Students filed into the Clinton College gym Monday morning for an assembly – not one of them smiled. Not the normal joy of college, no horseplay, no asking about the weekend. Everybody knew what happened over the weekend.
Two of their own were dead, and several classmates injured with a few still in hospitals, after a Saturday bus crash in North Carolina. Classes were canceled for Monday and Tuesday as school officials, clergy, and the American Red Cross offered counseling and other services to the students who were hurt or just knew the wounded and deceased.
A few who were on the bus headed to a junior college football game in Fayetteville, N.C. – and since released from hospitals – walked slowly with their bruised bodies and their shaken young souls. Some students held each other. People sat together, and many held hands. Others needed to be alone.
Students Devonte Gibson, 21, of Rock Hill, and Tito Hamilton, 19, of Pahokee, Fla., were killed. The bus was carrying players for the Ramah Juco Academy football team when it crashed. Many of the players are Clinton students.
Digital Access for only $0.99
For the most comprehensive local coverage, subscribe today.
Also killed in the crash were bus driver, Brian Andre Kirkpatrick, 43, of Chester, and Darice Lamont Hicks Jr., 8, of Rock Hill.
The cause of the crash – where a bus tire blew before the bus hit a guard rail and bridge abutment – remains unclear. Federal officials from the National Transportation Safety Board are at the crash site near Hamlet, N.C., looking at the bus and its tires.
Elaine Copeland, Clinton College president since 2002, herself an alumnus, stopped before the assembly started and sat with one of the students who was on the bus. She put her arm around that young man and told him he is not alone, and never will be, because at Clinton all are family and all are loved.
To a person, students and staff at Clinton College remained stunned and in shock Monday.
“We called Devonte ‘Gibby;’ he was a great guy, super smart,” said Markeshia Lockhart, a Clinton student, Monday morning outside the campus before the assembly started. “He was always wanting people to get together, especially for things like Bible study.”
Lockhart called Hamilton “a big teddy bear” whom other students loved to talk with and hug because of his size.
“The loss of both of them is hard on everyone,” Lockhart said. “They were great guys. Everybody is heartbroken.”
Lockhart said that the student body is collectively praying for all who died and were injured.
“Everyone here is family,” Lockhart said.
Before Monday’s student assembly, Rock Hill firefighters helped college officials lower the American flag on campus to half staff in memory of the dead and in honor of the injured. A few students walked by and some of them cried.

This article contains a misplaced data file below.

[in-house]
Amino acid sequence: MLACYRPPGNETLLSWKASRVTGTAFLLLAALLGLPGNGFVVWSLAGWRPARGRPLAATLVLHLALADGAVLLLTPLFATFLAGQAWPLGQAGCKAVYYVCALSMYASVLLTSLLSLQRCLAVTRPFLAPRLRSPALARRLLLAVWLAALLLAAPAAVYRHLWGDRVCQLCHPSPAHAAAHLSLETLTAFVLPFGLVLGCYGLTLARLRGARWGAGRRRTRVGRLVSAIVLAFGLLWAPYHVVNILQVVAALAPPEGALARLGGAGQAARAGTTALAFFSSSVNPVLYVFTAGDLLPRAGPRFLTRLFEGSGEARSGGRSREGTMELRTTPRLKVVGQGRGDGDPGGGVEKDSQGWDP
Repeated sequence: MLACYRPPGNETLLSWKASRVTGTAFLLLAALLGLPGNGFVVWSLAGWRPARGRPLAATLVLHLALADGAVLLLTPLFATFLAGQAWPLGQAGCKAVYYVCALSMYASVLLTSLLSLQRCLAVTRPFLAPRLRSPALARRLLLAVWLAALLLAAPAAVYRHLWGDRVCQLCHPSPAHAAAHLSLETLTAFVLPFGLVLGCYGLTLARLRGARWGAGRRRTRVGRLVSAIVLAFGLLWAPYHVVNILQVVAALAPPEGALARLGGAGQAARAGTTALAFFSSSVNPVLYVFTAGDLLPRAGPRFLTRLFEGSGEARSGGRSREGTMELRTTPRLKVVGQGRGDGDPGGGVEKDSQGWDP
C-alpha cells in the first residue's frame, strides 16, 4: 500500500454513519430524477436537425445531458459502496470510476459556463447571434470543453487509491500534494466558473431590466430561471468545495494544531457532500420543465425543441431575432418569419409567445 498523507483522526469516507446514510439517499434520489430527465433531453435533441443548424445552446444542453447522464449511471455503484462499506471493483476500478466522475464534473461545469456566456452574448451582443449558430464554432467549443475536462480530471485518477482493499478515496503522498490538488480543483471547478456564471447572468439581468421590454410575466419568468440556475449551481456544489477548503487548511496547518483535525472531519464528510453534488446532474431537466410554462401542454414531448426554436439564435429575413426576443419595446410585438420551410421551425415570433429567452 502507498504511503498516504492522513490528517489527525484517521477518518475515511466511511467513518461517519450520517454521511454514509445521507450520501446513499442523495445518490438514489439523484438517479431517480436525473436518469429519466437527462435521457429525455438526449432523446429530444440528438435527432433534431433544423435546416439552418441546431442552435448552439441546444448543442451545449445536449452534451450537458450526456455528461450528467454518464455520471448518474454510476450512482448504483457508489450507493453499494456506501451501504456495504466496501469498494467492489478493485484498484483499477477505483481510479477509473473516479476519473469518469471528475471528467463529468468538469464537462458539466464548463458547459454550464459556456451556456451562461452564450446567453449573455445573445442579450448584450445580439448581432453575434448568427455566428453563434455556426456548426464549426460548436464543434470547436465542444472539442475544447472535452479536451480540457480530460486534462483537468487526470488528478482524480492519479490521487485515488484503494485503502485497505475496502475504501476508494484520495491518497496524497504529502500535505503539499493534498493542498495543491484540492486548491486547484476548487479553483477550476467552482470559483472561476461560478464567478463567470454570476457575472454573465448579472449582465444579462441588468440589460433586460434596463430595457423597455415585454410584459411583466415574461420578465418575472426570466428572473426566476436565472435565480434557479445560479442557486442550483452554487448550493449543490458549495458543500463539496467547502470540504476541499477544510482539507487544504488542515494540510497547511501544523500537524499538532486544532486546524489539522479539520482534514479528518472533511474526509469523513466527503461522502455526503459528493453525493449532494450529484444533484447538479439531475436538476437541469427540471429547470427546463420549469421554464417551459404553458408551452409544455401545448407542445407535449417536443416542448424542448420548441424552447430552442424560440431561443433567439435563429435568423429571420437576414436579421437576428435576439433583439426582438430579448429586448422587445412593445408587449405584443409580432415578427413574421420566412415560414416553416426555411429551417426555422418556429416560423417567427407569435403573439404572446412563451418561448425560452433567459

In the assembly, college leaders told all the students that Clinton, a historically black college established in 1894 by the AME Zion church, really is a family, and that any student who needed help grieving, or for any reason, would get it. Clinton, which transitioned from a junior college in 2013, has around 200 students.
“This is a tough time for all of us but here at Clinton we love together, we care for each other, we will persevere together,” Rob Copeland, the school’s vice president for student affairs, told the student body. “Love resonates in our hearts. We are going to take care of each other.”
Gibson and Hamilton had only been at the school for five weeks since classes started, but “it felt like we knew them for years,” Copeland said, because both young men were campus leaders beloved by all.
Bishop Herbert Crump, senior pastor at Freedom Temple Ministries in Rock Hill and a Clinton alum, said that his church and others will assist the students and staff in any way needed.
“Clinton College has been the heart of Rock Hill for more than a hundred years, and right now in this time of tragedy all of us in the Clinton family are unified in working together to get through this trying time,” Crump said.
Elaine Copeland, the school president, told the assembled students and faculty that the aftermath of the crash is a “painful time,” and that pain is heavy on her heart, too. She had met with Gibson just Friday, a day before he died, to talk about studying biology as a major because football was not his focus in life.
Hamilton was “always laughing and joking,” Copeland said, and lit up every room he was in.
At small Clinton, students know the staff right up to the president whose door is never closed. That’s why this crash hurts so bad.
Copeland told the students that the staff members were prepared, even through their own grief, to make sure students stayed on the path of making sure that schoolwork is completed even as emotions are raw.
A school memorial service for the deceased students will be held in coming days at Rock Hill’s Monroe Transformation Center on Saluda Street.
At the end of Monday’s assembly, there was one last prayer. The whole room stood and everyone held hands. Clinton staff, the older adults, vowed to help these young adults get through this difficult time in their lives. And when it was over, people hugged each other, and tried to understand how something so bad happened to people affiliated with a place that is so good.